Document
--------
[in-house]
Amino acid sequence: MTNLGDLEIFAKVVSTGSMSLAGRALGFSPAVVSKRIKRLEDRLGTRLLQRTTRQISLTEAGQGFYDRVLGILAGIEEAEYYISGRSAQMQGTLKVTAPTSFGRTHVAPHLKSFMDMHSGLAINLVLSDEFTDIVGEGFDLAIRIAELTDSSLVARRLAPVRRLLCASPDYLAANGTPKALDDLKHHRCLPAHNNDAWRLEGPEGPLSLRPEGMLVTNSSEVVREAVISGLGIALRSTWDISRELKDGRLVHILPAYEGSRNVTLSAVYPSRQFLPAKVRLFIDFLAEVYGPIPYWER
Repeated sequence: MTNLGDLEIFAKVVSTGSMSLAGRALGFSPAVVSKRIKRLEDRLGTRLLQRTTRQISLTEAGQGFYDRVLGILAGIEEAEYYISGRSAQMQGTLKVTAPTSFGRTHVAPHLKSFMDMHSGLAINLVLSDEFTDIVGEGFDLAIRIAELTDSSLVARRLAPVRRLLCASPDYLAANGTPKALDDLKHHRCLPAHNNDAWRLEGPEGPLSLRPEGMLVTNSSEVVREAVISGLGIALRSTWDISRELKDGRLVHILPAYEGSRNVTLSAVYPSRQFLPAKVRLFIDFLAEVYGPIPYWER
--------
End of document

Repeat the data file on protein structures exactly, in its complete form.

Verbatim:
[in-house]
Amino acid sequence: MTNLGDLEIFAKVVSTGSMSLAGRALGFSPAVVSKRIKRLEDRLGTRLLQRTTRQISLTEAGQGFYDRVLGILAGIEEAEYYISGRSAQMQGTLKVTAPTSFGRTHVAPHLKSFMDMHSGLAINLVLSDEFTDIVGEGFDLAIRIAELTDSSLVARRLAPVRRLLCASPDYLAANGTPKALDDLKHHRCLPAHNNDAWRLEGPEGPLSLRPEGMLVTNSSEVVREAVISGLGIALRSTWDISRELKDGRLVHILPAYEGSRNVTLSAVYPSRQFLPAKVRLFIDFLAEVYGPIPYWER
Repeated sequence: MTNLGDLEIFAKVVSTGSMSLAGRALGFSPAVVSKRIKRLEDRLGTRLLQRTTRQISLTEAGQGFYDRVLGILAGIEEAEYYISGRSAQMQGTLKVTAPTSFGRTHVAPHLKSFMDMHSGLAINLVLSDEFTDIVGEGFDLAIRIAELTDSSLVARRLAPVRRLLCASPDYLAANGTPKALDDLKHHRCLPAHNNDAWRLEGPEGPLSLRPEGMLVTNSSEVVREAVISGLGIALRSTWDISRELKDGRLVHILPAYEGSRNVTLSAVYPSRQFLPAKVRLFIDFLAEVYGPIPYWER